Hello, I am proud of you for perservering through the honeymoon stage. I can only imagine how hard it is by being a mother of a daughter with type 1 diabetes. The insulin pump is what is saving her right now. It is linked to her phone via an app and it keeps a constant reading and adjust the insulin output so that she does not drop or go too high. Being low is worse than being high. Please speak to your endocrinologist and request an insulin pump.

Hi Taylor,
I had an endo years ago who advised me that there are two different kinds of low blood sugars; those you can treat yourself and those where you need someone else’s help. The latter being the one to be more concerned about.
For example, if your blood sugar is at 70 mg/dl or above before a meal, this is simply your body saying it needs more fuel. This is normal! However, if a couple of hours after eating, or during the night, your sugar drops to a point that someone has to call an ambulance to administer glucose, this is not normal and needs to be addressed. Basically, if the “lows” you are experiencing are not disruptive to your daily routine, you don’t need to be overly concerned. You can eat a piece of candy, or drink some juice and keep going. If this is happening too frequently, you may need to make some slight adjustments by either changing your insulin dose, or the amount of/types of carbs you are consuming, or the timing of your insulin to your meal times.
There are so many things that could be the cause, as I’m sure you are aware, that I can;t list them all here. The best advice I can give is talk to your doctor/NP/diabetes educator about your concerns and see what they suggest.

Pam K.
T1D 57.5 years and counting!

I’ve learned that people with diabetes and those who provide care for us put too much emphasis on carbohydrates and insulin, as if we’re car engines and only require fuel and air. Get the ratio right and that engine will run perfectly.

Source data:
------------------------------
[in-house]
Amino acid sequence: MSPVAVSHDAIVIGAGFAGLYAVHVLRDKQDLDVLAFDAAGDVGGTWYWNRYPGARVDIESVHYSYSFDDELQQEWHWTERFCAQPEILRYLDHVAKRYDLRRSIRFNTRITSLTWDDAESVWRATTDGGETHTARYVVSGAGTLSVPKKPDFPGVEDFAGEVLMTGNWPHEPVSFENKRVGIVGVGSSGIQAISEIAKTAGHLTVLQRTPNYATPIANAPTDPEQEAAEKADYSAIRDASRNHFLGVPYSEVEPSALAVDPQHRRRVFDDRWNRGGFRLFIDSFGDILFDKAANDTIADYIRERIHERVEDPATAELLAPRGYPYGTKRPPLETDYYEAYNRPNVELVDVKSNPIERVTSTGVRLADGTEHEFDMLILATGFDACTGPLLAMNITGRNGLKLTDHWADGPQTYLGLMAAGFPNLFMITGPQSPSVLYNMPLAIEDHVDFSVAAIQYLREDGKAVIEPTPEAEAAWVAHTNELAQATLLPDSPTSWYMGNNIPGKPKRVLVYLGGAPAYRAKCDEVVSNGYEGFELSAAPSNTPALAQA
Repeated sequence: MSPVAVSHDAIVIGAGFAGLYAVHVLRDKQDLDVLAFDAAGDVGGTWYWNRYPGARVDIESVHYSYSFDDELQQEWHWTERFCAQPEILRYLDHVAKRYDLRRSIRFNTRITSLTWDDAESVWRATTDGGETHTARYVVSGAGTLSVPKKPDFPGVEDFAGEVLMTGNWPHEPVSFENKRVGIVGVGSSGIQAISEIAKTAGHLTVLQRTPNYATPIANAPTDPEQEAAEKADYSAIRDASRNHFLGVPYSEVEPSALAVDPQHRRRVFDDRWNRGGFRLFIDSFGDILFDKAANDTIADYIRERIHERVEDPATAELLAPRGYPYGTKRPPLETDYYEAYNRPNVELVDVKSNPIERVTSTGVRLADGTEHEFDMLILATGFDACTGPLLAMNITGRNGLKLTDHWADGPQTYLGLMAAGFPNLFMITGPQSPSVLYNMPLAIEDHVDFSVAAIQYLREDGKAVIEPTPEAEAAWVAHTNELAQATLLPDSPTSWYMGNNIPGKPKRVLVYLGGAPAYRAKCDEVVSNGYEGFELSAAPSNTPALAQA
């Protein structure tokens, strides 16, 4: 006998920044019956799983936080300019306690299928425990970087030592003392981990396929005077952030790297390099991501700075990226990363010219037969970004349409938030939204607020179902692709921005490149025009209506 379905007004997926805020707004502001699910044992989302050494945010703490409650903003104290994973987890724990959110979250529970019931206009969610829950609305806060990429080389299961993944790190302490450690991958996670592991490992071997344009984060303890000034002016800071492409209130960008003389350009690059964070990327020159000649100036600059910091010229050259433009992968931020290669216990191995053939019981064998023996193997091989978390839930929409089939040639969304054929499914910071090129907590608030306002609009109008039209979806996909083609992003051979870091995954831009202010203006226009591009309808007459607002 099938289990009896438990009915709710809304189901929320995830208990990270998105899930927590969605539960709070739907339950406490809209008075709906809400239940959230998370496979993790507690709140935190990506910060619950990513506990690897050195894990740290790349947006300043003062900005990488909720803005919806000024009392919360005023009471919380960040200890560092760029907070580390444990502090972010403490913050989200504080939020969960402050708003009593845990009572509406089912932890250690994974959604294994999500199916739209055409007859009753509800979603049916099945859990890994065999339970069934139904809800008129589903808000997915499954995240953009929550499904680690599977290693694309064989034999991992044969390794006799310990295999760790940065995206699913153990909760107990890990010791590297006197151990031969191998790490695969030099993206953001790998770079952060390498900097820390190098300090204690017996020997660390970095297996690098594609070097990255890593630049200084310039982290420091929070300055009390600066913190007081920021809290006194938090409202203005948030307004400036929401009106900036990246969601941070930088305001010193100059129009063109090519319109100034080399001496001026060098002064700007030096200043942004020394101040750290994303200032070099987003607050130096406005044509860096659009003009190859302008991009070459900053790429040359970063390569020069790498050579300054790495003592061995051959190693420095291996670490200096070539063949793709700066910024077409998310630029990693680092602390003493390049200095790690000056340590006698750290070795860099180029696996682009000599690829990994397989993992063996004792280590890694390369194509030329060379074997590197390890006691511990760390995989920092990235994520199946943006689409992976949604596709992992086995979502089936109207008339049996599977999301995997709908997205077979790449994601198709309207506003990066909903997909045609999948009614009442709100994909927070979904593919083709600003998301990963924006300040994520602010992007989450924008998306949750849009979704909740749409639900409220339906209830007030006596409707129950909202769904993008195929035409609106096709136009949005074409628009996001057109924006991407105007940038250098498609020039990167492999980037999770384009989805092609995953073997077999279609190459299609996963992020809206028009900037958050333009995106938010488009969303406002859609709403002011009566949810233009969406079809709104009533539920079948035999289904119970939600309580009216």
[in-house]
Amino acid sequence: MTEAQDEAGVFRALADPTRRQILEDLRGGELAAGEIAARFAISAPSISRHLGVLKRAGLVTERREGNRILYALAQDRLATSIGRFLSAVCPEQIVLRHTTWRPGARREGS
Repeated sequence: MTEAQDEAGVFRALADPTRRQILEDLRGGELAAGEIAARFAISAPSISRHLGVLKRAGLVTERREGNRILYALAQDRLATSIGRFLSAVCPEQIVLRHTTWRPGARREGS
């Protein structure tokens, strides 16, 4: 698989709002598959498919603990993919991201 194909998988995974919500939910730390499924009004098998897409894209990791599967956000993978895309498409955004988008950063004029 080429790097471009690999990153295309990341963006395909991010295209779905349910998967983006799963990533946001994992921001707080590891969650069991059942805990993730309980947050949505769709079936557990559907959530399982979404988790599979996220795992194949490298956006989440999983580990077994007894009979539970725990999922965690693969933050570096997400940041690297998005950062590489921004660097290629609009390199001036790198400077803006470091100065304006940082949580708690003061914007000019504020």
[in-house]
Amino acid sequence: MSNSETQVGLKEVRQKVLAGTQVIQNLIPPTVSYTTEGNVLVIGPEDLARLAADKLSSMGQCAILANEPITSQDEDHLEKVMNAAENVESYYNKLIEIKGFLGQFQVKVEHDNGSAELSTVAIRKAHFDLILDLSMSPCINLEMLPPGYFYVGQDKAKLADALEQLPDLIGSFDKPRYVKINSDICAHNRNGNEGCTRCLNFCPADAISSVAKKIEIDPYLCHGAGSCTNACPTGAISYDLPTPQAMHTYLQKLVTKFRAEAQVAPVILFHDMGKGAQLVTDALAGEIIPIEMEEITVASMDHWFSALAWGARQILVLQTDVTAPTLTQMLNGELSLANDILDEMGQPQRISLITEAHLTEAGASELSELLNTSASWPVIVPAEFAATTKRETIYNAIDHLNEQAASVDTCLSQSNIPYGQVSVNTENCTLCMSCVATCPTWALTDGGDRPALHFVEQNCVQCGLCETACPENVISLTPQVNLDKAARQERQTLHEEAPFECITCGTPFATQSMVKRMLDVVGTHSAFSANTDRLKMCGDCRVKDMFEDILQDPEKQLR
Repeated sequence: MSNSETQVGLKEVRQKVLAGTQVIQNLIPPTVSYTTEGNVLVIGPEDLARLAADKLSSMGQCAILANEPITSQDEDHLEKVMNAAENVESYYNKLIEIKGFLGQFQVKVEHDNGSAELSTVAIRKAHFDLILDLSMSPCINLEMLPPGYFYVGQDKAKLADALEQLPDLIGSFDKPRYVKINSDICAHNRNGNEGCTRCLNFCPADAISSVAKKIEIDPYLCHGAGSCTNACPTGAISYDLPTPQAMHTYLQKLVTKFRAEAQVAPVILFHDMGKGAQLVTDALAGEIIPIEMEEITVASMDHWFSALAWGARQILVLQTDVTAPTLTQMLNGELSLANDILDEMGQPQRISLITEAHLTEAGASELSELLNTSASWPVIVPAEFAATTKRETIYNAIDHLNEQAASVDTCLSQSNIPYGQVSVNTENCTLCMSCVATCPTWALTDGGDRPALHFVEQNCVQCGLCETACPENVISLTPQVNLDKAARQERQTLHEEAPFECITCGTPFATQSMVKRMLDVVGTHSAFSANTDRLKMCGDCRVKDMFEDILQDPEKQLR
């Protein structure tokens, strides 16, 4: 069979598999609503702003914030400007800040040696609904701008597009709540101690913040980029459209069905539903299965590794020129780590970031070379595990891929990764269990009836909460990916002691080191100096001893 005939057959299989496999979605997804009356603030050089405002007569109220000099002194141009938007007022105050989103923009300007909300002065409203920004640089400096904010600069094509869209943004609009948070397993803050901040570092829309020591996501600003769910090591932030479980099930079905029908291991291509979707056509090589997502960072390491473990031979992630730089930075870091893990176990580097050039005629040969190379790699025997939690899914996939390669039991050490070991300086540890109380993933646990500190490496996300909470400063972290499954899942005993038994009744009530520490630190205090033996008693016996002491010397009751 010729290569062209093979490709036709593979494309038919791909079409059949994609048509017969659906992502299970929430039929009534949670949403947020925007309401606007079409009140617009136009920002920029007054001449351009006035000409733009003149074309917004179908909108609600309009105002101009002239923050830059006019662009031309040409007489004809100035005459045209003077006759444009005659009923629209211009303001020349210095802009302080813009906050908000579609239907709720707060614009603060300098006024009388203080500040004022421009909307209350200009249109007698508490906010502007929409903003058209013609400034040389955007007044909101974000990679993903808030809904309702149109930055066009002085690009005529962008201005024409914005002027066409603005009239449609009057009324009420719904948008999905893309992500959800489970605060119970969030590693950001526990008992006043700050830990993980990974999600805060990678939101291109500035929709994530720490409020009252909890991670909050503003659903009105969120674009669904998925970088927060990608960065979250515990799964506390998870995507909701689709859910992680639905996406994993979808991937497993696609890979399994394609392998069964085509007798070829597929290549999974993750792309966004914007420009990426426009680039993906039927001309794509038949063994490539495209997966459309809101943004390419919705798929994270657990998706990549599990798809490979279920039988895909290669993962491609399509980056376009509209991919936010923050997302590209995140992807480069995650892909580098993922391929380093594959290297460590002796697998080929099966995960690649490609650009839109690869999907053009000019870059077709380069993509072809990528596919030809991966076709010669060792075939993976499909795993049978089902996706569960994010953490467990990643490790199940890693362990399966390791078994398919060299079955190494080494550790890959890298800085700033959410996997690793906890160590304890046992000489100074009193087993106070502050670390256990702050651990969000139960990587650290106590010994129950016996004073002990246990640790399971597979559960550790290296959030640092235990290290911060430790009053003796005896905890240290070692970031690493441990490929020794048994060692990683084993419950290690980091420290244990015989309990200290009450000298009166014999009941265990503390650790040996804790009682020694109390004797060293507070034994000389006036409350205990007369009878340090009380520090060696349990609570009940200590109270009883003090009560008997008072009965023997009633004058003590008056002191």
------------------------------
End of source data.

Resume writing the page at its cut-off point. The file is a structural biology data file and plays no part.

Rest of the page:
But we are not simple fuel consuming engines. We’re more like a modern car that has multiple computers and dozens of sensors that all have to work right for the engine to behave the way that we want it to. That makes it a lot harder to troubleshoot the cause of a problem when something isn’t working properly but it’s still possible.

I used to believe that my blood sugars were fairly predictable. When checked with finger sticks before meals at bed my level slowly drifted up and down from day to day, and my A1Cs were consistent and reasonable.

I was stable for years. About 2 years ago that changed. a routine that had worked well for me was now producing nocturnal hypoglycemia.

When I started wearing a CGM I became hyper focused on what was happening immediately after eating until my blood sugar dropped from its peak…
What I was doing was watching the speedometer and the fuel gage of my vehicle. I’d fill it up with food and time the acceleration and top speed.

It took about a month for that hyper attention to pass and return to looking at what happened over many hours not one,.